Hudson columns occasionally take a serious turnFor the most part, Lew Hudson’s columns are filled with folksy humor and reflections on family and daily life. Once in a while, though, he felt compelled to take a serious turn, and such was the case with the following column. “It’s one that touches everyone’s heart,” said Irma Hudson about a column that confronted the tragic death of a family member.
For the most part, Lew Hudson’s columns are filled with folksy humor and reflections on family and daily life. Once in a while, though, he felt compelled to take a serious turn, and such was the case with the following column.
“It’s one that touches everyone’s heart,” said Irma Hudson about a column that confronted the tragic death of a family member.
“I had a stranger call me, a traveling salesman,” recalled Lew about feedback he received on the column. “He said, ‘I was in your town, spent the night, and I picked up the paper and read this column. I had to call and tell you how much that touched me.’”
She Was Dead —
It Was One of Those Things
By Lew Hudson
She was dead and no one could understand why. The minister at the funeral tried to explain it. He couldn’t. He read the chapter in Proverbs about the value of a good wife and it only made the loss more intense.
The grandfather of her two children tried, but emotion overcame him. Stunned townspeople tried but the best they could do was, “Just one of those things.”
It was just one of those things. Every day she rode with her husband to her job in a neighboring town and every day he drove on to the city where he worked in a major hospital. This day was no different. He stopped to pick her up in the evening. They were talking about the day’s experiences as their car picked up speed heading out of town.
And then it was there — an onrushing station wagon suddenly veering over the center line directly into her path.
There was no escape. The cars slammed together. She never had a chance.
She lay there pinned in the wreckage, mortally injured. He lay there beside her, conscious, but seriously injured. Ambulance and rescue crews from three towns raced to the scene. One was the Pleasantville crew of which he was one of the veteran paramedic members. They had to cut and pry the car apart for 15 minutes to get them out. “Help her first,” he said. “She’s hurt worse than me.”
Just one of those things that happens almost every day. Last year 626 persons died in Iowa traffic accidents. They’re called accidents, but all of them aren’t. Last year 251 persons died in Iowa crashes in which the driving ability of one or more of the drivers was impaired by alcohol. That is not accidental.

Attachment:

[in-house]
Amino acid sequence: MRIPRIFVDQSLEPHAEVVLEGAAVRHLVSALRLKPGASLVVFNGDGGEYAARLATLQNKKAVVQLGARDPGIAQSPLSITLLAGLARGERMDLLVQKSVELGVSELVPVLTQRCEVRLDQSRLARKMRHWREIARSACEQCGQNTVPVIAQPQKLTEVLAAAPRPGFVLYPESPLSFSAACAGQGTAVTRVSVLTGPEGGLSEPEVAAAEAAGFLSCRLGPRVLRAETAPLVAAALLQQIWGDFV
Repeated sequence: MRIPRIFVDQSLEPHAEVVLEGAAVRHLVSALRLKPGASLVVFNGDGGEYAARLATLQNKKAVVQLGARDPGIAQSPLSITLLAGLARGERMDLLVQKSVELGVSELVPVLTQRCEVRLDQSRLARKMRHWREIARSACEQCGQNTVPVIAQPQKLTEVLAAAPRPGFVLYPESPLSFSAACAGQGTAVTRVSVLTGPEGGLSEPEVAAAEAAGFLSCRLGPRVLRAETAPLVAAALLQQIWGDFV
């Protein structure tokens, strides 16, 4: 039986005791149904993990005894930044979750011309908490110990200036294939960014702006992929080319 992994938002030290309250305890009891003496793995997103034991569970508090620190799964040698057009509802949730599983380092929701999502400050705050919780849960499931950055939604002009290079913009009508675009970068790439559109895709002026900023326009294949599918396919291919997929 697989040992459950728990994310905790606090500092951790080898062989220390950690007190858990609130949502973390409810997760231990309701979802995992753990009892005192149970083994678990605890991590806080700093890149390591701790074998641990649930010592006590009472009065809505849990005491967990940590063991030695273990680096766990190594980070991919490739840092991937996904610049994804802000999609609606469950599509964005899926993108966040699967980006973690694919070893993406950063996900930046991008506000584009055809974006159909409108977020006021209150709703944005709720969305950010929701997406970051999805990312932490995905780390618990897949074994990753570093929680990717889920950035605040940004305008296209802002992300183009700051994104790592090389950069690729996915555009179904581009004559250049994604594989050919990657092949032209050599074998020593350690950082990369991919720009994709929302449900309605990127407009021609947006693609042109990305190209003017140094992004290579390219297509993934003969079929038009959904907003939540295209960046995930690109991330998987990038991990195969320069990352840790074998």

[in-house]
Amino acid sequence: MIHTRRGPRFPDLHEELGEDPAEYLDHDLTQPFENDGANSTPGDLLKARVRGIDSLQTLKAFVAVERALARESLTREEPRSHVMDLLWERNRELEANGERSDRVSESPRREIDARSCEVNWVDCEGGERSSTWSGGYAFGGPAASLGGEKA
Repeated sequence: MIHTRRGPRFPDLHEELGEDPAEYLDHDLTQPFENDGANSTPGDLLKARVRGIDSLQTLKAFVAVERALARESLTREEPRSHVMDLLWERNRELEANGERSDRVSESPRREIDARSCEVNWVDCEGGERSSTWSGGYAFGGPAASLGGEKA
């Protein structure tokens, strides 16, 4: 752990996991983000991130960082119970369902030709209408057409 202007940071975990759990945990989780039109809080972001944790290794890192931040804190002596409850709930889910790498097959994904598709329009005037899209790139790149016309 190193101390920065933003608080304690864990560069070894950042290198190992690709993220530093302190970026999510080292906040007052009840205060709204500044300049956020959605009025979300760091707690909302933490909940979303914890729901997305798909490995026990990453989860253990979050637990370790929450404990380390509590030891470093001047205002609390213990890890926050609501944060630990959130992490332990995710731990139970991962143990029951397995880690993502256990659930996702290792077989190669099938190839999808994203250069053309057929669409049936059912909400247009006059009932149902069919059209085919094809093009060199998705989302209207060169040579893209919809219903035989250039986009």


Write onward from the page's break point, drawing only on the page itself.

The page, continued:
Mark this as one of those. Authorities said the driver of the other car was a patient at a mental hospital. He was free to leave the hospital grounds but he was not authorized to drive and certainly not to drink, but he did both. CB radios had been crackling back up the road about the driver who was all over the highway. “He ran me off the road.” “Me too,” they said. The state patrol had been notified but they got to him only after he had crossed the center line and killed an innocent woman.
The church was not large enough to hold everyone. The community was stunned. Everyone loved Rena. She was the first to show up with a hot dish when someone was ill or when there was to be a lunch after a funeral. At family gatherings she was always up to her elbows in dishwater because “someone has to do them.” She made quilts and did ceramics. She loved to cook. She adored her children. Her personality was as beautiful as her face and both were striking.
Now she lay dead in a closed casket surrounded by flowers recalling the beauty that had been hers. Her friends were there. Her family was there. Her 7-year-old daughter and her 10-year-old son were there.
The only one absent was her husband. He lay in a hospital bed with tubes and needles and pain. And the minister struggled to find words to explain why it happened. Finding none he could only quote Rena’s 7-year-old daughter who said in her childish innocence, “Maybe God needed Mommy to bake for the angels.”
Nobody talked about the real reason — that there is a drug called alcohol and that one of its qualities is to dull the senses and impair muscular coordination, and that people consume it willingly and in quantities sufficient to destroy their judgment and that society is unwilling and unable to adequately control the drug’s availability.
To such a problem there seem to be no really good answers, and so this time it was Pleasantville’s turn for “just one of those things.” Tomorrow it will be another town and family and the day after that another … and another … and another.
But don’t blame God for it.